Two major aerospace companies battling to acquire Hughes Electronics Corp.'s defense group--one of the last remaining jewels in the shrinking post-Cold War defense industry--have boosted their offers to nearly $10 billion, people tracking the auction said Thursday.
Northrop Grumman Corp. and Raytheon Co. are locked in a hotly contested auction for Hughes' operations, sources said, which will determine which company emerges as one of the dominant players in the defense industry.
General Motors Corp., which owns Hughes, will choose the winner within the next two weeks, sources said.
In doing so, the company will trigger the breakup of Hughes, a renowned linchpin of Southern California's aerospace industry that was formed after World War II by the late billionaire Howard Hughes. GM bought Hughes in 1985 for $5 billion.
The outcome of the auction is likely to have a profound effect on the 15,000 Hughes defense workers in Southern California, and another 22,500 Hughes employees elsewhere in the nation. Hughes' defense group has operations in several Southland cities, including El Segundo, Fullerton, Irvine and Newport Beach.
GM, Hughes and the other parties involved all declined comment on the sale, or what it might mean for the region's aerospace employment. But there could be some job cuts after the sale is completed because of operations overlap, said Roger Threlfall, an aerospace analyst with J.P. Morgan Securities in New York.
"I would guess there's going to be some job rationalization in many places, in part in California," he said.
In the case of Los Angeles-based Northrop and Hughes, the overlap involves their airborne radar products. Lexington, Mass.-based Raytheon and Hughes overlap in missile production, notably naval missiles. However, not all of those overlapping lines involve Southern California facilities.
The potential concentration of those activities might prompt antitrust regulators to give any merger close scrutiny, Threlfall said. Defense is the biggest piece of Hughes' operation, accounting for sales of $6 billion, or 40%, of its annual sales.
The bidders' prices alone won't determine which company wins Hughes' assets, according to analysts and people involved in the auction. To accomplish the sale, GM is considering a complex transaction that, among other things, would also leave GM with a major chunk of the acquiring company's stock. Hence, GM also must decide whether it expects Raytheon or Northrop Grumman, and their stocks, to better hold their value after the deal is completed.
Under that test, some analysts give the edge to Raytheon because the total market value of its existing stock is $11.2 billion, more than double Northrop's market capitalization of $4.5 billion.
Sources familiar with the Hughes auction said that after Northrop Grumman and Raytheon made initial offers of roughly $9 billion Monday, GM quickly asked for their final offers.
"Then both sides rebid," one source said. Although the exact amounts could not be determined, both were said to be approaching $10 billion.
GM is selling Hughes' defense lines both to cash out part of its profit from buying Hughes 11 years ago and to take advantage of the flurry of mergers that is quickly shrinking the defense industry.
GM's challenge is to figure how to structure the sale so that the auto maker can escape a huge capital-gains tax arising from the sharp rise in Hughes' value over the past decade, the sources said.
GM also must find a way to transfer Hughes' defense assets to Northrop or Raytheon while maintaining Hughes' thriving space/telecommunications group, which is the nation's leading builder of commercial satellites, as a separate entity. Hughes' Delco Electronics unit, a maker of automotive components, will likely be folded back into GM, people following the situation said.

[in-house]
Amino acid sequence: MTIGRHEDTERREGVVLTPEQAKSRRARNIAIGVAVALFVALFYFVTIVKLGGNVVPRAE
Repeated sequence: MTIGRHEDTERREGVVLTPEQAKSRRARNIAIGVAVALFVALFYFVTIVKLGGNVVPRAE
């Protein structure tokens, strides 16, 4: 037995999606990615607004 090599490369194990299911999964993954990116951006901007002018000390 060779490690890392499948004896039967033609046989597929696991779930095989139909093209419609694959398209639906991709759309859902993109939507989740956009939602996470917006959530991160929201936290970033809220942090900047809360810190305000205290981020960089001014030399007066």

C. Michael Armstrong, Hughes' chief executive, reportedly wants to stay with the telecommunications group because of its strong growth prospects in commercial markets. The group operates the burgeoning DirecTV satellite-to-home television service.
Selling Hughes' defense lines is further complicated because Northrop Grumman and Raytheon are proposing to use $4 billion or more of their own stock to help pay for the deal.
The myriad complications are why the bidders' proposals run into the hundreds of pages, the sources said. "It's not just a matter of writing a price down on a piece of paper," said one.
Hughes today mainly builds radar for military aircraft, other defense electronics gear and missiles, such as the Tomahawk cruise missile. Northrop also makes radar and other defense electronics, along with the B-2 Stealth bomber. Raytheon also makes missiles, radars and other defense electronics, including military communications, surveillance and aircraft-training systems.
Both Northrop Grumman and Raytheon have been aggressive buyers in order to survive in the face of dwindling Pentagon spending.
In 1994, Northrop outlasted Martin Marietta Corp. and won a bidding contest to buy Grumman Corp. for $2.2 billion. (Martin Marietta eventually merged with Lockheed Corp.) Last year, Northrop Grumman bought Westinghouse Electric Corp.'s defense-electronics group for $3 billion.
Raytheon, meanwhile, bought defense-electronics specialist E-Systems Inc. for $2 billion in 1995. And on Monday, Raytheon beat Northrop Grumman in a bidding contest for the missile and defense-electronics holdings of Texas Instruments, with a winning offer of nearly $3 billion.
The race to buy Hughes' assets sent Hughes' stock sharply higher Thursday. The stock--technically GM's Class H shares--jumped $2 a share, to $63.125, in New York Stock Exchange composite trading. Northrop shares fell $1.375 to $77.875 on the NYSE; Raytheon lost $1.25 to $47.50.